2 of 6of their causes has not yet become the focus of the work, I try briefly to deal with the problem of holding a mirror up to the unseemly spec tacle of the American preoccupation with school wars. Noting that the Christian Right h as been very successful at exploiting the weaknesses in public education structure, the book states: But the Christian Right meets its match in an educa tion establishment artful at demonizing its opponents and willing to resist virt ually any attempt to change the ideology and practices of the public schooling to which it owes its existence...So effectively do these two giants demonize each ot her, and so distorted has the public debate over schooling become as a result, th at it is difficult to discuss the attack by the Christian Right or the defensiveness of the education establishment without seeming to insult large numbe rs of well-intentioned people on both sides. 'Right-wing Christian' is to most Christian fundamentalists, for example, as 'tax-and-spend lib eral' is to many other Americans of good will: a label, a stereotype, a mi scharacterization of citizens trying to improve the quality and meaningfulness of public schooling for their children and their community.It is essential to get beyond the demonization and polarization, and to put in perspective the partisan attacks on public schoolin g and the hackneyed defense of the status quo there. Americans with conflicting but sincere views about schooling need to admit that some leaders on each s ide have been willing to misuse the legitimate concerns of their constituent s.... But it isn't easy to escape the lure of immediate s elf-interest and ideological commitment in these conflicts, as Professor Glenn's accompanying review of Short Route To Chaos makes clear. When what is at stake is so important and when both the school wars themselves and their spoils seem to provide so much satisfaction, even the most astute may find it difficult to see beyond the end of their ow n agendas. If the book is an invitation to cease politicizing American education for a moment and to look squarely at the structural problems of public education, then Glenn has either not understood this invitation or has intentionally chosen not to take it up. This is an unfortunate posture for a scholar, though it is completely understandable in a partisan. The U.S. Supreme Court warned of the problem of pol iticized schooling and the chaos of conflict long ago in West Virginia v. Barnette: As governmental pressure toward unity becomes great er, so strife becomes more bitter as to whose unity it shall be. Probably no division of our people could proceed from any provocation than from findin g it necessary to choose what doctrine and whose program public educational officials shall compel youth to unite in embracing. More than fifty years later, as the state and feder al governments begin trying to standardize American education along the lines of t he Goals 2000: Educate America Act, the bitter, predictable strife continues and increa ses. Among its chief casualties has been freedom of conscience in education--the individual liberty to follow an internal moral compass in setting a course for a meaningful and fu lfilling life. Undermined as well has been the building of community, which most teachers and families believe to be essential to successful schooling. Hence the subtitle of Short Route To Chaos: Conscience, Community,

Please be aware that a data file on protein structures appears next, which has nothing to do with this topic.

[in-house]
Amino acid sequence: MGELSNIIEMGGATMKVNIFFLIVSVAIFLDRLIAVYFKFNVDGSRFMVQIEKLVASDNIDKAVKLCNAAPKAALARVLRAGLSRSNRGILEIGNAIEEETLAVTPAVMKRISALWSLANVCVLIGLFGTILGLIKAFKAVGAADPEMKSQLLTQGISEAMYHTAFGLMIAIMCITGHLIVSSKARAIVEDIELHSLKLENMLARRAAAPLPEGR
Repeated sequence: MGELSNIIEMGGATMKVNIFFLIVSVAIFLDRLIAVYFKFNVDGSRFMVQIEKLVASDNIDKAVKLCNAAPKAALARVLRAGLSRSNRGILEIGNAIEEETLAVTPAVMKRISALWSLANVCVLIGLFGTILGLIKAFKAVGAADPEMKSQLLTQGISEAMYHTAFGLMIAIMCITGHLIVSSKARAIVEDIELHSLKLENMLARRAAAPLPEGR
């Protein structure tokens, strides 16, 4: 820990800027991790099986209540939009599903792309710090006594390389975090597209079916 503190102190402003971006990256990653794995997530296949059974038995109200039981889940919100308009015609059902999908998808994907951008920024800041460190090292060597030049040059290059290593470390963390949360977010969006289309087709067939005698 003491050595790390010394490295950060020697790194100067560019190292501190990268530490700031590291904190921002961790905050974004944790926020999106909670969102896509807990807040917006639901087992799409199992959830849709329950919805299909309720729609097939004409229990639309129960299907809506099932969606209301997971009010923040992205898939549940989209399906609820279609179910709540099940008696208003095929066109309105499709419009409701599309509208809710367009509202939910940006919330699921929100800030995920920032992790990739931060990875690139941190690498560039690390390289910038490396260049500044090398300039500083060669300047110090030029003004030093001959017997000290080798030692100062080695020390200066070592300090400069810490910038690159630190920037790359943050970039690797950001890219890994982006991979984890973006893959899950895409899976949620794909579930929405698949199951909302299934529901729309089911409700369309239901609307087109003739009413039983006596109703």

3 of 6and the Re-Constitution of American Schooling I argue in Short Route To Chaos that schooling has become so burdened with unnecessary conflict that it is becoming increasing ly dysfunctional. It is therefore in all our interests--not just the Christian Right or the secu lar left--to reduce the level of political/cultural warfare over schooling. This is analogous to reducing the level of conflict over religion 200 years ago when the Bill of Rights adopted the requirement of separation of church and state. Another important theme of Short Route is the importance of focusing the public debate on the principles by which public education should be organized, rather than on the specific programs or proposals advanced by one part isan group or another. That is why the book stresses the "constitutional" level of reform, suggesting an extended national dialogue on an education amendment to the U.S. Constitution. Under the present conditions, to debate vouchers or charter schools or decentralization or home schooling would be to fall back into the old cycle of partisan conflict. But once we agr ee on fundamental principles--or at least start discussing them civilly--the appropriate mech anisms for achieving them are likely to become clear and to come within our reach. Glenn ignores this theme as well, apparently prefe rring to criticize Short Route for not providing a detailed defense for what he imagin es I would advocate as a suitable program, vouchers. Given Glenn's past thoughtfulnes s about matters of education policy, it would have been more useful for him to have joined instead in a discourse about the basic principles underlying vouchers, rather than the pro grammatic details of this or any other program that might eventually be advanced. Here is what the last chapter of the book says about the difference between principles and program s: ...a constitutional amendment for education cannot spell out a particular program for schools. It must, like the Bill of Righ ts, be based upon a few principles which specify government powers, secure fundamental freedoms, and establish the ground rules under which particular p rograms may be created, put into service, and judged for their constitutionalit y. (p.149) Perhaps professor Glenn took umbrage at the book's introductory comment that "It is...my intention to suggest how the American peopl e themselves--not limited by the current views of their political representatives, education experts, and constitutional courts, and quite apart from 'politics as usual'--may achieve a re-constitution of schooling adequate to strengthen both conscience and community in public education." (P.10) Glenn's misunderstandings and misrepresentations ex tend still further. He claims that Short Route does not make "an especially convincing case for t he dangers of government control of education through national standards." G lenn can be forgiven for not agreeing with Theodore Sizer's estimate that "Arons' argumen t is politically very incorrect, but devastating." But it appears that he has not read t he chapter in which the argument he dismisses is centered, "Renouncing Our Constitution al Heritage." More interesting, however, is what Glenn would consider to be the bas is of a convincing argument: "it would have to show how such standards would enforce more conformity than already exists as a result of professional norms and the economics of t extbook publishing."By this standard, I suppose that a theocratic state would be acceptable as long as the majority of its citizens shared the religious beliefs of their rulers. The primary danger of government control of school content--through politically-defined education standards, testing pr ograms, or other means--is not conformity. The danger is that in giving government at any leve l the power to control school content, we invite endless and destructive political conflict o ver whose idea of good education will be